Innovation That Matters

Public locks

RFID-enabled public bike locks could put an end to bike theft


A scheme that aims to place extra heavy duty bike locks in public locations, which can be used by any cyclist through contactless cards.

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One reason why many bike owners don’t cycle to work is the concern that after they’ve locked it up outside, it may not be there when they get back. While new technology such as Lock8 has offered keyless locking before, PubLock is a scheme that aims to place extra heavy duty locks in public locations, which can be used by any cyclist through contactless cards.

Typically, cyclists can spend upwards of USD 60 for a bike lock that may or may not deter thieves with bolt cutters from snipping through them. Plus, the stronger the lock, the heavier it usually is to carry around while cycling, and the more portable the lock, the greater the likelihood that it’s not capable of properly securing the whole bike. The team of graduates and students of the Mechanical Engineering department at the University of Pennsylvania, who are behind the development of Publock, want to create an infrastructure of public locks situated at current bike racks. The devices will give cyclists access to 20lbs of high security metal chain without the need to take it with them when they unlock. All they need is an RFID-enabled card that can be swiped next to the Publock after locking. The lock will then remain secure until the same card is used to unlock it. Watch the video below to see the device in action:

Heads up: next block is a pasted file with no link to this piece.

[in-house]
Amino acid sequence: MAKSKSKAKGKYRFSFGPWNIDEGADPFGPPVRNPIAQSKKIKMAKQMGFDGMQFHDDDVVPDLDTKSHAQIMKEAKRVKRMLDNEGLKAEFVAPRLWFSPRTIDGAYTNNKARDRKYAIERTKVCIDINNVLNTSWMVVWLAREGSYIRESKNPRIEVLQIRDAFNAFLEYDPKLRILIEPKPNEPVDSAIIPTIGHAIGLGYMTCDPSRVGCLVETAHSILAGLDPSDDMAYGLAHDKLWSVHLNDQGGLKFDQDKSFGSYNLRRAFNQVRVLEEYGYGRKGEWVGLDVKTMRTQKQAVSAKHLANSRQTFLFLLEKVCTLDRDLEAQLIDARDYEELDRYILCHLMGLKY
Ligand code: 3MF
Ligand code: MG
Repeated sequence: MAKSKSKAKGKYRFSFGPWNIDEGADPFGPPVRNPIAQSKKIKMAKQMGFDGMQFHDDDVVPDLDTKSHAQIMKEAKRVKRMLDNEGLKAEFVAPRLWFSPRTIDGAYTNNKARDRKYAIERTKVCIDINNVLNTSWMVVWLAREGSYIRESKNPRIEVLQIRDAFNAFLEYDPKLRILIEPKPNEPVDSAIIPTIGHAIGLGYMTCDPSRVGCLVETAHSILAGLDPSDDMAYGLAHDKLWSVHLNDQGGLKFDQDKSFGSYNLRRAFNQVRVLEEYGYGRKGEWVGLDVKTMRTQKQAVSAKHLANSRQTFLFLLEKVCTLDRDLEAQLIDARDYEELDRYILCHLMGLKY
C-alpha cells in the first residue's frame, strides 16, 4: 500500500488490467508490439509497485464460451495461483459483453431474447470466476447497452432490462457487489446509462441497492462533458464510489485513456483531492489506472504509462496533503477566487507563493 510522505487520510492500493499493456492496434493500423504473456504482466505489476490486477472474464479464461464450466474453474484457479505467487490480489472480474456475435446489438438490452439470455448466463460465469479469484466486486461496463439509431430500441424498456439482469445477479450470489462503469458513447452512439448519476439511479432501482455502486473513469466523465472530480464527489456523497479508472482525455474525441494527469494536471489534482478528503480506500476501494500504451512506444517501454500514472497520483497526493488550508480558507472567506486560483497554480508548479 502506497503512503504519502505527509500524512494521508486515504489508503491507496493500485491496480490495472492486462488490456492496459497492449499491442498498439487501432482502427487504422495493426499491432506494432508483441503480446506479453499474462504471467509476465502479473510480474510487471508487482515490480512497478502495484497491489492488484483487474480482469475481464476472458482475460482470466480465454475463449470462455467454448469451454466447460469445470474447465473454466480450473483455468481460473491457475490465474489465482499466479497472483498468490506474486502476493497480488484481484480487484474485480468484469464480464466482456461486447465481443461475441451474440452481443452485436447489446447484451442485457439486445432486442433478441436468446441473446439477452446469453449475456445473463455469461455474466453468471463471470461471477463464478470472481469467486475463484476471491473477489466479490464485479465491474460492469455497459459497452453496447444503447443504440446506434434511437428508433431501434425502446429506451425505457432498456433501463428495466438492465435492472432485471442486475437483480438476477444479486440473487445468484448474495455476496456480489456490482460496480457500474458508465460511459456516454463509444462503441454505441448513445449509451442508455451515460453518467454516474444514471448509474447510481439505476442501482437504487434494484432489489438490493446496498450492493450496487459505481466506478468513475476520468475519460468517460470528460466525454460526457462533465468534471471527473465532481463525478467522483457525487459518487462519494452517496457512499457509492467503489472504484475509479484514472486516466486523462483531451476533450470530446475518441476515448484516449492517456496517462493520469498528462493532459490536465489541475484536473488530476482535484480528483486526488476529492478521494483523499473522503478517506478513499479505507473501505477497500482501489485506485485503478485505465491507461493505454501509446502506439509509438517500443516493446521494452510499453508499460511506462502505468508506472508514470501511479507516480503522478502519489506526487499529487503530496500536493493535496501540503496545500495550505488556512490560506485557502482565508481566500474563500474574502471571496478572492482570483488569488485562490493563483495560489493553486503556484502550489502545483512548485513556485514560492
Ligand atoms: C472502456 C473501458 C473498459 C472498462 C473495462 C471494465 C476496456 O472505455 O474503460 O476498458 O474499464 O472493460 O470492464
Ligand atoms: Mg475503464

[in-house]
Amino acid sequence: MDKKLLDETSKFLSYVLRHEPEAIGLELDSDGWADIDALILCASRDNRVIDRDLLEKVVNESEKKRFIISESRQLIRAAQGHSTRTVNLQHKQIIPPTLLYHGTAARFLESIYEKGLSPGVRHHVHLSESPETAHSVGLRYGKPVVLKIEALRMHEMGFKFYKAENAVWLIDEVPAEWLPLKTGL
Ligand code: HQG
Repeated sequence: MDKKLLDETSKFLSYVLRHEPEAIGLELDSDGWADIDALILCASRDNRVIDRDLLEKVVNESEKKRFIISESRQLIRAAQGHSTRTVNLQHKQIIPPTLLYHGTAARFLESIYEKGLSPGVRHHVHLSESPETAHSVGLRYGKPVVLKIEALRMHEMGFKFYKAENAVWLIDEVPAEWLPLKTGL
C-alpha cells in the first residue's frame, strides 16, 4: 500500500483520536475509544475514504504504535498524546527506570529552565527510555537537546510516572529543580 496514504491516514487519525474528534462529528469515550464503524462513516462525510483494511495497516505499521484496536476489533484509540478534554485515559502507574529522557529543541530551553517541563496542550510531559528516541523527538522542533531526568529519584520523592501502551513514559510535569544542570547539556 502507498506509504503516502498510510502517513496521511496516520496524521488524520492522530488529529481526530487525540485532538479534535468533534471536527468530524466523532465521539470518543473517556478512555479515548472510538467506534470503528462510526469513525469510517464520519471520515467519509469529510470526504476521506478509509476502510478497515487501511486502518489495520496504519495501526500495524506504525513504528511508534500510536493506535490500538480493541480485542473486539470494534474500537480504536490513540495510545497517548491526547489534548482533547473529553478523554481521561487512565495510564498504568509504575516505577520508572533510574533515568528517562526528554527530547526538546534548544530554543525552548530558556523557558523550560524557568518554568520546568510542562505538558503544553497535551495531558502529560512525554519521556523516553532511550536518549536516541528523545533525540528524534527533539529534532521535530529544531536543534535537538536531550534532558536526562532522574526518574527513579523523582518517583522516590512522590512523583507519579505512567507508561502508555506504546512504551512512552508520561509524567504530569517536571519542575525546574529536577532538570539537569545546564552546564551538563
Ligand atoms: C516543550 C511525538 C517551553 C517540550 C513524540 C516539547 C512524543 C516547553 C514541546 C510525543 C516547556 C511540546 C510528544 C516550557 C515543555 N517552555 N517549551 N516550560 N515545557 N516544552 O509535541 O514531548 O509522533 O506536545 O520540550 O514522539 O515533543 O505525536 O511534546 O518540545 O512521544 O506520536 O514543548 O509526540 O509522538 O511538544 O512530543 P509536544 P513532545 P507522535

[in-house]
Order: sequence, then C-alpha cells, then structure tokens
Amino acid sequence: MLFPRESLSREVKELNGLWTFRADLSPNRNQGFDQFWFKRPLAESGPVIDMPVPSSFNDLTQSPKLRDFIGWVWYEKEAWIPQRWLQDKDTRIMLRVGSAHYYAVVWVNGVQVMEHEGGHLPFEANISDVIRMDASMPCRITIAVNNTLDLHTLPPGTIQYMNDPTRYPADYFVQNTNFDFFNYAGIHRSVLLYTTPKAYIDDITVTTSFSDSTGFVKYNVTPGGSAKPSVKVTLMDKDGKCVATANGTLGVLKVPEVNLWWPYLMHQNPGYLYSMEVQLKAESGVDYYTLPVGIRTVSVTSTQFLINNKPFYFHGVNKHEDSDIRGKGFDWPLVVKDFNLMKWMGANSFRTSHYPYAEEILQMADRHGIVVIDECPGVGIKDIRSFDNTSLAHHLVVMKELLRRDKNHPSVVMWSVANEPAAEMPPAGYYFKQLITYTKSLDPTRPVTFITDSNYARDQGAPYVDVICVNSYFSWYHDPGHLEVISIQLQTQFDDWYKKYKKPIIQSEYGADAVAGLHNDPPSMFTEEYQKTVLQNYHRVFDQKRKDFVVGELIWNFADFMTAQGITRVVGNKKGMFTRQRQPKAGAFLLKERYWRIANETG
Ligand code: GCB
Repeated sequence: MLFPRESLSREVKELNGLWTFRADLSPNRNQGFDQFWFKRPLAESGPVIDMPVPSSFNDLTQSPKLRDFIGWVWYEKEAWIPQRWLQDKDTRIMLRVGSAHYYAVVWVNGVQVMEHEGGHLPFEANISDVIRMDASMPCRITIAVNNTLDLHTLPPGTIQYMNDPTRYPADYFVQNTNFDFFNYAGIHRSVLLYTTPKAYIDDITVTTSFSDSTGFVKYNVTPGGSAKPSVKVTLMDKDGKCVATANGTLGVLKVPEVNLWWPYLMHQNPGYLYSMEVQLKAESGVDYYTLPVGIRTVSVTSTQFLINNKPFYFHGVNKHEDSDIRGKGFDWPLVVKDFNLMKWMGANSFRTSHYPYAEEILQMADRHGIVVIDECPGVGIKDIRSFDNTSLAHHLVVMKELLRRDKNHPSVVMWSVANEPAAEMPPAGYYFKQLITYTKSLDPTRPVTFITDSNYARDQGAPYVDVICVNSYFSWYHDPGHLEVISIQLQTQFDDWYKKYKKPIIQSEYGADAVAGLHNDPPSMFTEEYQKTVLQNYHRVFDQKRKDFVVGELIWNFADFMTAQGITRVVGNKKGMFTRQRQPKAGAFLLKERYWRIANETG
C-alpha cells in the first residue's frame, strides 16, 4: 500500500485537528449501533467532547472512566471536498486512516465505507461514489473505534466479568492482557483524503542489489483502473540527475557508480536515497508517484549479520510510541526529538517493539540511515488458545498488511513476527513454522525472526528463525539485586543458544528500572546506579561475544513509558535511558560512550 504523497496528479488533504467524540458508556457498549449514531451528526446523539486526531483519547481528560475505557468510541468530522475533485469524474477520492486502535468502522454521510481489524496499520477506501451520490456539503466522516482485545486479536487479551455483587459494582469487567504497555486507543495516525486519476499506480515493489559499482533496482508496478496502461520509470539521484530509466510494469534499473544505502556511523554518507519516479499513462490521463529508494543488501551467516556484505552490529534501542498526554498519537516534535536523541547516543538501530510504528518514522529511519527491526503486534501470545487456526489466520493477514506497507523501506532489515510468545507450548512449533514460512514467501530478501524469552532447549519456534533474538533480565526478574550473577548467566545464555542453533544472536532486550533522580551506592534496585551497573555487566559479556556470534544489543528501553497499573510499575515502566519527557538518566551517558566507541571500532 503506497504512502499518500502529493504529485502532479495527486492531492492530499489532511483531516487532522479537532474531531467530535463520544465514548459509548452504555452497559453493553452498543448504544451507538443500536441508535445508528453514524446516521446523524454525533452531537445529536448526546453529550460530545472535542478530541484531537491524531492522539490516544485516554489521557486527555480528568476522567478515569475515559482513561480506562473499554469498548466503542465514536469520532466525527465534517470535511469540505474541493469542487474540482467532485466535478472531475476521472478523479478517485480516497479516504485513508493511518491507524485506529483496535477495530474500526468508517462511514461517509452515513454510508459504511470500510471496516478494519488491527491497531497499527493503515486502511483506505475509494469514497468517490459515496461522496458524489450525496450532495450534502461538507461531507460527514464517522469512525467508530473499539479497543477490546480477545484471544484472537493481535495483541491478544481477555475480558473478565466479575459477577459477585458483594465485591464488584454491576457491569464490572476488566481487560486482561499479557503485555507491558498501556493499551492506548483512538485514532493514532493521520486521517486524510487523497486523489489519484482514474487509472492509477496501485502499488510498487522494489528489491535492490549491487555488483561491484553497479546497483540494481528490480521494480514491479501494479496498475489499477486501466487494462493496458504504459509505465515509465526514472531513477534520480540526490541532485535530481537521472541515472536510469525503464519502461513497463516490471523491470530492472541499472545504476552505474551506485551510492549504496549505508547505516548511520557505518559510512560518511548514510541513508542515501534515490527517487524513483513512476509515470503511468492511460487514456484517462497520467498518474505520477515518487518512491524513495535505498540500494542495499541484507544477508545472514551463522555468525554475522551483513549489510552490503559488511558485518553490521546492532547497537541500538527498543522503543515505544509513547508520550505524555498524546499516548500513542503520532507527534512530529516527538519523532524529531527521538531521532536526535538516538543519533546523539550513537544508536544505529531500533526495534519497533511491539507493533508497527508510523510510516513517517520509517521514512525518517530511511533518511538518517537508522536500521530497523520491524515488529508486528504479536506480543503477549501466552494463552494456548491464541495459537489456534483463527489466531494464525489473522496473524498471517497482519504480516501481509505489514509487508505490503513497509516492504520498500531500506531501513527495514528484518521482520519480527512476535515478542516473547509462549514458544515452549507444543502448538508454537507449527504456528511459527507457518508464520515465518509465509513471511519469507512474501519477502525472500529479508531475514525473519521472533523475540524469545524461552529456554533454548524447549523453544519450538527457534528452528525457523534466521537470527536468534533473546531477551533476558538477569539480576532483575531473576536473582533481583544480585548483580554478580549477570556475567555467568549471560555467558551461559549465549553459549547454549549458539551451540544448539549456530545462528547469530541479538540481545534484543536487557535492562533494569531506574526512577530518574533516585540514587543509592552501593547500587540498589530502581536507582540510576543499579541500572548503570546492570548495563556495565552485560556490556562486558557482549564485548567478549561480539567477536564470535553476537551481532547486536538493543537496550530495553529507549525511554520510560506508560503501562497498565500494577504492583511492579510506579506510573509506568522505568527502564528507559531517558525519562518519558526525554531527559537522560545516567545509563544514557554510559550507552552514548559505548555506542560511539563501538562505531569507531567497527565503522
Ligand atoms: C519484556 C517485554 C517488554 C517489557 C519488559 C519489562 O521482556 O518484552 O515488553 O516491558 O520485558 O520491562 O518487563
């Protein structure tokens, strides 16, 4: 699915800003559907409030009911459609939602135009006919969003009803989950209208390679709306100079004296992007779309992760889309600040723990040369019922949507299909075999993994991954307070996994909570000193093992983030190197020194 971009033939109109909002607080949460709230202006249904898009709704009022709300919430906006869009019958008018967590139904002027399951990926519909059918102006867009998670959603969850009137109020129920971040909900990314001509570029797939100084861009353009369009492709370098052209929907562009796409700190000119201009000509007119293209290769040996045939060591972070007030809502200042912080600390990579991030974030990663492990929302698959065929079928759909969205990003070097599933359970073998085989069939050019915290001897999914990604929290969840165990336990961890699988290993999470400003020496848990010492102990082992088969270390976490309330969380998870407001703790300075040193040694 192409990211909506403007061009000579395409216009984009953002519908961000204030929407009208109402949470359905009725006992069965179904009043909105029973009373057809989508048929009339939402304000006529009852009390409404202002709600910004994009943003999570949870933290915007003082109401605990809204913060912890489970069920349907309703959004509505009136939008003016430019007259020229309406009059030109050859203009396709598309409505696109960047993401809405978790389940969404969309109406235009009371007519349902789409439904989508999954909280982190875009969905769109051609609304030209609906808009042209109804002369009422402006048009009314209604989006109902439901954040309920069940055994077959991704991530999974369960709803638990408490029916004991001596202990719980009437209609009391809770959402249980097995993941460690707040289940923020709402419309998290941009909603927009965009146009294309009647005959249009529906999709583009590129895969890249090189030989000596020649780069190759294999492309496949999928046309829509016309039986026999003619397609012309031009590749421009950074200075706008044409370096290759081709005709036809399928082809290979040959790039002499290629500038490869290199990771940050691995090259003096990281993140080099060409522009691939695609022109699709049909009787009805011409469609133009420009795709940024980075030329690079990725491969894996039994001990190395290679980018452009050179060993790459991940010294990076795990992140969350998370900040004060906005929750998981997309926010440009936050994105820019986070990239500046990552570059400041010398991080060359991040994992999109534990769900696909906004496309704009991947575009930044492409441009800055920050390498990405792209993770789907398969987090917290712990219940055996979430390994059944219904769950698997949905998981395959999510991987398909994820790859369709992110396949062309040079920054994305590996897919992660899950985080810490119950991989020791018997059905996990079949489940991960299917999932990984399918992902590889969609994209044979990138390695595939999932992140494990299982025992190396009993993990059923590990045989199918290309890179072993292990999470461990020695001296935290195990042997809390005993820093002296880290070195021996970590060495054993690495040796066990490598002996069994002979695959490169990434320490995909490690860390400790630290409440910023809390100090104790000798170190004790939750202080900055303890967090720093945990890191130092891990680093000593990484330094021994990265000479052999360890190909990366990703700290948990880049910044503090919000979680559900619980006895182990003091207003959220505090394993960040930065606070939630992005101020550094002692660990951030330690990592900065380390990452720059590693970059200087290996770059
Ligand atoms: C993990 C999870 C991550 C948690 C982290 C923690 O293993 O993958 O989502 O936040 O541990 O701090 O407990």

According to the creators, many US universities will begin including RFID chips in student IDs from next year, making trials at colleges a possibility. However, it’s easy to see how the system could also be implemented on a city-wide scale, perhaps with small payments for the RFID cards. Could something like this reduce bike theft — and increase cycling uptake — in your part of the world?



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